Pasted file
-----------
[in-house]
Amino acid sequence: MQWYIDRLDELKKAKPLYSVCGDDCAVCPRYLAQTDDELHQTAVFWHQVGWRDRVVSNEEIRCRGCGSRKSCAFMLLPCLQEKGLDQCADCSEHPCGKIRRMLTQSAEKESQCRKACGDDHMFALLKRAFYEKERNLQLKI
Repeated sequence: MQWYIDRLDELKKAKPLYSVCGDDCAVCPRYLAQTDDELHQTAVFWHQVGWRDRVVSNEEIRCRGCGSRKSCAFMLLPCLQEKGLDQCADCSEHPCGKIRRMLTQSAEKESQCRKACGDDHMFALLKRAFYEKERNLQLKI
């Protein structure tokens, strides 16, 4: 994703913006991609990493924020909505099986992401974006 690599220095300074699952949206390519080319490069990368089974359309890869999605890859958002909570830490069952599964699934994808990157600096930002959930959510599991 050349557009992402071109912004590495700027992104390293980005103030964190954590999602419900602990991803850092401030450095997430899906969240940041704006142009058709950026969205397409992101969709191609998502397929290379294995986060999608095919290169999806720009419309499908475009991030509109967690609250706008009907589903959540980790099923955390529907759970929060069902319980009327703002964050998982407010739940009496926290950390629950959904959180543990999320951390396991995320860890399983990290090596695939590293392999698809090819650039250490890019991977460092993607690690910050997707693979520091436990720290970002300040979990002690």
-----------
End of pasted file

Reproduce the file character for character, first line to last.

[in-house]
Amino acid sequence: MQWYIDRLDELKKAKPLYSVCGDDCAVCPRYLAQTDDELHQTAVFWHQVGWRDRVVSNEEIRCRGCGSRKSCAFMLLPCLQEKGLDQCADCSEHPCGKIRRMLTQSAEKESQCRKACGDDHMFALLKRAFYEKERNLQLKI
Repeated sequence: MQWYIDRLDELKKAKPLYSVCGDDCAVCPRYLAQTDDELHQTAVFWHQVGWRDRVVSNEEIRCRGCGSRKSCAFMLLPCLQEKGLDQCADCSEHPCGKIRRMLTQSAEKESQCRKACGDDHMFALLKRAFYEKERNLQLKI
């Protein structure tokens, strides 16, 4: 994703913006991609990493924020909505099986992401974006 690599220095300074699952949206390519080319490069990368089974359309890869999605890859958002909570830490069952599964699934994808990157600096930002959930959510599991 050349557009992402071109912004590495700027992104390293980005103030964190954590999602419900602990991803850092401030450095997430899906969240940041704006142009058709950026969205397409992101969709191609998502397929290379294995986060999608095919290169999806720009419309499908475009991030509109967690609250706008009907589903959540980790099923955390529907759970929060069902319980009327703002964050998982407010739940009496926290950390629950959904959180543990999320951390396991995320860890399983990290090596695939590293392999698809090819650039250490890019991977460092993607690690910050997707693979520091436990720290970002300040979990002690």